Pollster.com

Articles and Analysis

 

"Statistical Dead Heat?" Depends on Which Statistics You Use

Topics: Barack Obama , Fox News , John McCain

"We have a race that by every measure of every poll is a statistical dead heat. McCain's not supposed to be in this thing, and Obama's supposed to be blowing everybody away and it just isn't happening, at least to this point."

Lou Dobbs (July 17th, Lou Dobbs Tonight)

If you have paid any attention to the news in the past month, you have had a hard time avoiding some journalist or pundit noting that the presidential race is currently a "statistical dead heat" or "essentially tied." The news media, of course, love to cover the horserace aspects of the campaign, particularly in a way that emphasizes how close the election is. But when you step back and gain a little perspective on the big picture, you realize that this race isn't quite the dead heat that it is made to be.

The news media are often a bit myopic in their view of the contest, extrapolating too much from the most recent poll (or even the most recent "surprising" poll). Last week, Fox News released a national survey that showed Obama holding a 41-40% lead, well within the margin of error for the survey. Commentators were quick to emphasize this result and note that the candidates were essentially running neck-and-neck or that the race may even be tied. No doubt there will be a lot of commotion over the latest Gallup/USA Today survey showing McCain ahead (though also within the margin of error) among likely voters. Nevertheless, we gain much better perspective on the state of the race when we look at all available data.

Alan Abramowitz notes that Obama has consistently led in national polls over the past two months. In fact, according to national poll results listed on Pollster.com, Obama had been tied or ahead in 50 consecutive national polls through Sunday. Sure, many polls may show Obama holding a lead within the statistical margin of error, but if Obama and McCain were actually tied, we'd expect as many polls showing McCain ahead as show Obama ahead. Based on some basic calculations, the probability that 50 consecutive national surveys would show Obama tied or ahead if the candidates were actually tied is .0000000000000009. In short, this race is not a "statistical tie," despite what a few scattered surveys (drawing disproportionate attention from the pundits) indicate.

 

Comments
Mainer:

Thank you.

This is a huge source of confusion to some.

One way I have explained this to people is that "margin of error" refers to A SAMPLE, not a collection of samples that were independently drawn.

____________________

boskop:

but it's a squeaker.
it's like the triple crown. if you win by a nose in kentucky: well and good.

if you win by the same nose in the preakness it's looking like you're the winner. that's where we are now.

but the general election lies ahead and the track is longer. it's a different kind of race.

whoever kept tailing you has a better chance to win in the big one when winning by the statistical nose no longer matters. odds on favorites have a statistical habit of fading on the larger course.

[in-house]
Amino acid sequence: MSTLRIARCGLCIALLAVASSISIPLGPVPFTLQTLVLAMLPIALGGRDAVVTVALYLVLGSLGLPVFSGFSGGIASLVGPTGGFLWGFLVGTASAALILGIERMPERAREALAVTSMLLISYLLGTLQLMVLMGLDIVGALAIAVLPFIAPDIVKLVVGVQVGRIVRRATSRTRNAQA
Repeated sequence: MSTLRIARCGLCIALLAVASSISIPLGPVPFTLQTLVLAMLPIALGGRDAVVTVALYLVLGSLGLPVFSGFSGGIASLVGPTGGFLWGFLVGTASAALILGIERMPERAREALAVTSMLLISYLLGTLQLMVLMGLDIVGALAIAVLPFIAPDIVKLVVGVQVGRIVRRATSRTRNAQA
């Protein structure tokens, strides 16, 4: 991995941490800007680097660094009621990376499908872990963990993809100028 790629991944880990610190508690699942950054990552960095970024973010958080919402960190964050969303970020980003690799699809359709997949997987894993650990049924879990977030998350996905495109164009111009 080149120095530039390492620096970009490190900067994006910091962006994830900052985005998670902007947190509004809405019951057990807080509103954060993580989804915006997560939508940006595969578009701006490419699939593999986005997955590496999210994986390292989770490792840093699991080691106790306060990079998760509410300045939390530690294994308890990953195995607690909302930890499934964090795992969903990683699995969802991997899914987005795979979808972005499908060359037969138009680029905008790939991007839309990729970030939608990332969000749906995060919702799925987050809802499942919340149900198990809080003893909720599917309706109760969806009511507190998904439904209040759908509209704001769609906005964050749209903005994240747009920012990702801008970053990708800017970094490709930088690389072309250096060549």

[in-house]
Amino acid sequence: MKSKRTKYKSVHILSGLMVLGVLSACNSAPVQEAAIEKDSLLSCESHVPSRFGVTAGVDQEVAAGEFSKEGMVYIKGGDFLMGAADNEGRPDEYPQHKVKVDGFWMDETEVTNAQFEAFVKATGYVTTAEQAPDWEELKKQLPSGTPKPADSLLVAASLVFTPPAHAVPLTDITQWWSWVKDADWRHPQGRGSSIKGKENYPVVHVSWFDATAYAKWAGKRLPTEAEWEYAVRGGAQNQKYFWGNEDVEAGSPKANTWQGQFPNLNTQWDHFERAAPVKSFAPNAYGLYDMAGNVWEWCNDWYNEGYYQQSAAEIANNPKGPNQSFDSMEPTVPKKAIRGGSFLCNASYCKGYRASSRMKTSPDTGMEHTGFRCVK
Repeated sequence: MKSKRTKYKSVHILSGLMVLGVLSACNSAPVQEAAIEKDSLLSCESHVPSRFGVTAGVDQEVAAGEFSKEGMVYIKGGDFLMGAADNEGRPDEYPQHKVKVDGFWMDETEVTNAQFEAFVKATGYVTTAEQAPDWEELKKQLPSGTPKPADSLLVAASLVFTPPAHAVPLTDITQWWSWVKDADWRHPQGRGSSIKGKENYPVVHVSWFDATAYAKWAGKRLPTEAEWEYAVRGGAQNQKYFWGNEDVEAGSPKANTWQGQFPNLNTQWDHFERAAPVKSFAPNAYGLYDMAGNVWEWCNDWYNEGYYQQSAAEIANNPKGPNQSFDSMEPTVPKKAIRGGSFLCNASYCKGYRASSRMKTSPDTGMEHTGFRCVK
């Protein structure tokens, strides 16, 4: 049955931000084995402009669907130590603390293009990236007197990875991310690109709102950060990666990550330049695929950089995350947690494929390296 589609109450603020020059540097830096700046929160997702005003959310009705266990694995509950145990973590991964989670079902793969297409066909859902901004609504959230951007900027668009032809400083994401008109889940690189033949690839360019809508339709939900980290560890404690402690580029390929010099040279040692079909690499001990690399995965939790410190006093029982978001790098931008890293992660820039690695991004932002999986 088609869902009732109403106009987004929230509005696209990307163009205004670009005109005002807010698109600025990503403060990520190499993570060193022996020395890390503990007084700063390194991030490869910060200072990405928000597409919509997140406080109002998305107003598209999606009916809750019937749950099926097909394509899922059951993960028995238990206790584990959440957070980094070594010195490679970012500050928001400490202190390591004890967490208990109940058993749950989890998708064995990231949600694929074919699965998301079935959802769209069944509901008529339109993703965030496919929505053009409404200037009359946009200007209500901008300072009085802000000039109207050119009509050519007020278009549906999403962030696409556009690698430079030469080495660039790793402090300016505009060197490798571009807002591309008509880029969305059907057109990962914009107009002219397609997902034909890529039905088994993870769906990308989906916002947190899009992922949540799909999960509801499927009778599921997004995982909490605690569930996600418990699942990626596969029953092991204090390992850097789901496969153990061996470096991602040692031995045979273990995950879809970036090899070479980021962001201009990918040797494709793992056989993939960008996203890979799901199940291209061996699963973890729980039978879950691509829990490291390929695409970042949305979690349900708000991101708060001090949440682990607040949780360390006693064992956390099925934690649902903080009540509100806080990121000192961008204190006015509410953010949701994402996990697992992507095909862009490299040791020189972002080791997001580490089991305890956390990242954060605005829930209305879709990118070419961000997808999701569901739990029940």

and this time around, the GE is a humdinger because the temporal course has stretched out
and around the long track we go.

____________________

Tybo:

extremely relevant when the national vote elects presidents.

____________________

"Based on some basic calculations, the probability that 50 consecutive national surveys would show Obama tied or ahead if the candidates were actually tied is .0000000000000009"

This is uncharacteristically sloppy statistics. Were you able to operate in this way, a pollster could take his/her n=1500 poll, break it into two n=750 polls, and say "Obama is ahead in both by x standard deviations. The chance of them both being x standard deviations off is equal to (chance poll A is off) times (chance poll B is off)." But standard deviation of the mean simply does not work this way.

____________________

An addition to the above: I feel I should say both that I am an Obama supporter and that I agree with the premise of the article. I just think that ".0000000000000009" implies a level of precision not actually backed up by the data.

____________________

schen:

I think you're looking at this wrong amarquis. I would imagine the author simply used the binomial probability of 50 consecutive occurrences of an event with a 50-50 chance of the event happening or not. Standard deviation is not necessary at all in this calculation, hence "basic calculations."

____________________

Ah, schen, I didn't see that it was simply 0.5^50. Regardless, the number still implies a precision not contained in the data, for many reasons. For example, since a large number of the consecutive polls are rotating window polls, you are effectively counting many very intertwined polls as independent events.

Like I said, I agree with the sentiment, just not the statement.

____________________



Post a comment




Please be patient while your comment posts - sometimes it takes a minute or two. To check your comment, please wait 60 seconds and click your browser's refresh button. Note that comments with three or more hyperlinks will be held for approval.

MAP - US, AL, AK, AZ, AR, CA, CO, CT, DE, FL, GA, HI, ID, IL, IN, IA, KS, KY, LA, ME, MD, MA, MI, MN, MS, MO, MT, NE, NV, NH, NJ, NM, NY, NC, ND, OH, OK, OR, PA, RI, SC, SD, TN, TX, UT, VT, VA, WA, WV, WI, WY, PR